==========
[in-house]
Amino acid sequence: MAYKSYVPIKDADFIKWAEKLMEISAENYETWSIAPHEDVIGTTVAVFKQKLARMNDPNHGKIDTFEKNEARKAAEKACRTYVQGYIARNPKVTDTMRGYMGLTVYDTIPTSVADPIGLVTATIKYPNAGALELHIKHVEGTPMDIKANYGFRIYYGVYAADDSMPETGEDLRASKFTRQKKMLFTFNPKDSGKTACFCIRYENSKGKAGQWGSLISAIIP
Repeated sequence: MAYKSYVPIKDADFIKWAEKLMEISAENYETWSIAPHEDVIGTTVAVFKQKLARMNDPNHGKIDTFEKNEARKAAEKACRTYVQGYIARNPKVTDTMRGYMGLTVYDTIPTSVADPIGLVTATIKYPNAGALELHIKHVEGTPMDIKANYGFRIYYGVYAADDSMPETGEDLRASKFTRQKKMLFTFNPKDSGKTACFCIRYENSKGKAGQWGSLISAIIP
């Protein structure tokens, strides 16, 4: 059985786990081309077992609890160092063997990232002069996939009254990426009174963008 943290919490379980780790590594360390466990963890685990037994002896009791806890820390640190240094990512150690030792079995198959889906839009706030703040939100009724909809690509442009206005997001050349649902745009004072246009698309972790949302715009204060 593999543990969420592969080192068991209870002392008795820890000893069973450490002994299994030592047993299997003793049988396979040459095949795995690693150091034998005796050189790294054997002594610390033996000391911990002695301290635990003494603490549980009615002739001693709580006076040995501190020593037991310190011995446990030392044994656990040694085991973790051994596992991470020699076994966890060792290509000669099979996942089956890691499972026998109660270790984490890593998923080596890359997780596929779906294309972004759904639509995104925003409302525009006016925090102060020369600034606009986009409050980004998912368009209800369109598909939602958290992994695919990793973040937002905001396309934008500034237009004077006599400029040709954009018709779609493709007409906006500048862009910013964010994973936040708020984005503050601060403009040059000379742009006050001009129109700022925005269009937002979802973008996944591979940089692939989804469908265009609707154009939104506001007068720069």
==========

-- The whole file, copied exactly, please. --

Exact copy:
[in-house]
Amino acid sequence: MAYKSYVPIKDADFIKWAEKLMEISAENYETWSIAPHEDVIGTTVAVFKQKLARMNDPNHGKIDTFEKNEARKAAEKACRTYVQGYIARNPKVTDTMRGYMGLTVYDTIPTSVADPIGLVTATIKYPNAGALELHIKHVEGTPMDIKANYGFRIYYGVYAADDSMPETGEDLRASKFTRQKKMLFTFNPKDSGKTACFCIRYENSKGKAGQWGSLISAIIP
Repeated sequence: MAYKSYVPIKDADFIKWAEKLMEISAENYETWSIAPHEDVIGTTVAVFKQKLARMNDPNHGKIDTFEKNEARKAAEKACRTYVQGYIARNPKVTDTMRGYMGLTVYDTIPTSVADPIGLVTATIKYPNAGALELHIKHVEGTPMDIKANYGFRIYYGVYAADDSMPETGEDLRASKFTRQKKMLFTFNPKDSGKTACFCIRYENSKGKAGQWGSLISAIIP
């Protein structure tokens, strides 16, 4: 059985786990081309077992609890160092063997990232002069996939009254990426009174963008 943290919490379980780790590594360390466990963890685990037994002896009791806890820390640190240094990512150690030792079995198959889906839009706030703040939100009724909809690509442009206005997001050349649902745009004072246009698309972790949302715009204060 593999543990969420592969080192068991209870002392008795820890000893069973450490002994299994030592047993299997003793049988396979040459095949795995690693150091034998005796050189790294054997002594610390033996000391911990002695301290635990003494603490549980009615002739001693709580006076040995501190020593037991310190011995446990030392044994656990040694085991973790051994596992991470020699076994966890060792290509000669099979996942089956890691499972026998109660270790984490890593998923080596890359997780596929779906294309972004759904639509995104925003409302525009006016925090102060020369600034606009986009409050980004998912368009209800369109598909939602958290992994695919990793973040937002905001396309934008500034237009004077006599400029040709954009018709779609493709007409906006500048862009910013964010994973936040708020984005503050601060403009040059000379742009006050001009129109700022925005269009937002979802973008996944591979940089692939989804469908265009609707154009939104506001007068720069």